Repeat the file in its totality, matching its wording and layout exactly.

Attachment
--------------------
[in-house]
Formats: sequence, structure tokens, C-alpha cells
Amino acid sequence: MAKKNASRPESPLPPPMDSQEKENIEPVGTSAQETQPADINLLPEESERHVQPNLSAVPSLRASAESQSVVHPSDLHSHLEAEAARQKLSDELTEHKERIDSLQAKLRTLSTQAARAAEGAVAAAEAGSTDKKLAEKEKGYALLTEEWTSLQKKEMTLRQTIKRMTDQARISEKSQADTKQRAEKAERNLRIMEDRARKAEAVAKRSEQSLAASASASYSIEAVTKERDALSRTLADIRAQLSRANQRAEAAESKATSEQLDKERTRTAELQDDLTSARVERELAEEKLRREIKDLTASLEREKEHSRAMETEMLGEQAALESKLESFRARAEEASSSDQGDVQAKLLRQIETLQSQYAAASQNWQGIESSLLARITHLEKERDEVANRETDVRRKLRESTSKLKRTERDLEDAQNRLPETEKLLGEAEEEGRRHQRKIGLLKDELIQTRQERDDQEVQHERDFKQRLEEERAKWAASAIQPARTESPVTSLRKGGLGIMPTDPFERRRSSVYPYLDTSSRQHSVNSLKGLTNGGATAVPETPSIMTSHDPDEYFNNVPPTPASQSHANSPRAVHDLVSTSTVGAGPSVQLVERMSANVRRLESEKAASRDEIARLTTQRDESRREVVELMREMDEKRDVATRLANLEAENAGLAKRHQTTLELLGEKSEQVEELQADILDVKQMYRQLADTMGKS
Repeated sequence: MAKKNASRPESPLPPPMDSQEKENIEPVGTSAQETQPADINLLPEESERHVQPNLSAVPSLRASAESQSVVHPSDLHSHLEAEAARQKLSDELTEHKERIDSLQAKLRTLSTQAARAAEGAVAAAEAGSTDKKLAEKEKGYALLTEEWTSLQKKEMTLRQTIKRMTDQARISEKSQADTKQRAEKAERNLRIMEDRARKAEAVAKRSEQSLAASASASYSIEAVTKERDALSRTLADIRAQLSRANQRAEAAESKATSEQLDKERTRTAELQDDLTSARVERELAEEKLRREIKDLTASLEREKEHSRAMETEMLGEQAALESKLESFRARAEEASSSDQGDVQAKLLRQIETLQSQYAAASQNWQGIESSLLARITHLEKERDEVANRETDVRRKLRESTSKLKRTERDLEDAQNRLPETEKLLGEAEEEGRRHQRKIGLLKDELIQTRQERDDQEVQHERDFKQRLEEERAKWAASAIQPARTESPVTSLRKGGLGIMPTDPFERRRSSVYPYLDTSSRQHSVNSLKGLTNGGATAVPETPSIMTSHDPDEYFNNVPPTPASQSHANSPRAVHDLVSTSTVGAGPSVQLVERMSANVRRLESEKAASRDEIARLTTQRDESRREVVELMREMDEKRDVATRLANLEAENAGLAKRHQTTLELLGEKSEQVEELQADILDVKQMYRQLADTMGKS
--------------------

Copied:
[in-house]
Formats: sequence, structure tokens, C-alpha cells
Amino acid sequence: MAKKNASRPESPLPPPMDSQEKENIEPVGTSAQETQPADINLLPEESERHVQPNLSAVPSLRASAESQSVVHPSDLHSHLEAEAARQKLSDELTEHKERIDSLQAKLRTLSTQAARAAEGAVAAAEAGSTDKKLAEKEKGYALLTEEWTSLQKKEMTLRQTIKRMTDQARISEKSQADTKQRAEKAERNLRIMEDRARKAEAVAKRSEQSLAASASASYSIEAVTKERDALSRTLADIRAQLSRANQRAEAAESKATSEQLDKERTRTAELQDDLTSARVERELAEEKLRREIKDLTASLEREKEHSRAMETEMLGEQAALESKLESFRARAEEASSSDQGDVQAKLLRQIETLQSQYAAASQNWQGIESSLLARITHLEKERDEVANRETDVRRKLRESTSKLKRTERDLEDAQNRLPETEKLLGEAEEEGRRHQRKIGLLKDELIQTRQERDDQEVQHERDFKQRLEEERAKWAASAIQPARTESPVTSLRKGGLGIMPTDPFERRRSSVYPYLDTSSRQHSVNSLKGLTNGGATAVPETPSIMTSHDPDEYFNNVPPTPASQSHANSPRAVHDLVSTSTVGAGPSVQLVERMSANVRRLESEKAASRDEIARLTTQRDESRREVVELMREMDEKRDVATRLANLEAENAGLAKRHQTTLELLGEKSEQVEELQADILDVKQMYRQLADTMGKS
Repeated sequence: MAKKNASRPESPLPPPMDSQEKENIEPVGTSAQETQPADINLLPEESERHVQPNLSAVPSLRASAESQSVVHPSDLHSHLEAEAARQKLSDELTEHKERIDSLQAKLRTLSTQAARAAEGAVAAAEAGSTDKKLAEKEKGYALLTEEWTSLQKKEMTLRQTIKRMTDQARISEKSQADTKQRAEKAERNLRIMEDRARKAEAVAKRSEQSLAASASASYSIEAVTKERDALSRTLADIRAQLSRANQRAEAAESKATSEQLDKERTRTAELQDDLTSARVERELAEEKLRREIKDLTASLEREKEHSRAMETEMLGEQAALESKLESFRARAEEASSSDQGDVQAKLLRQIETLQSQYAAASQNWQGIESSLLARITHLEKERDEVANRETDVRRKLRESTSKLKRTERDLEDAQNRLPETEKLLGEAEEEGRRHQRKIGLLKDELIQTRQERDDQEVQHERDFKQRLEEERAKWAASAIQPARTESPVTSLRKGGLGIMPTDPFERRRSSVYPYLDTSSRQHSVNSLKGLTNGGATAVPETPSIMTSHDPDEYFNNVPPTPASQSHANSPRAVHDLVSTSTVGAGPSVQLVERMSANVRRLESEKAASRDEIARLTTQRDESRREVVELMREMDEKRDVATRLANLEAENAGLAKRHQTTLELLGEKSEQVEELQADILDVKQMYRQLADTMGKS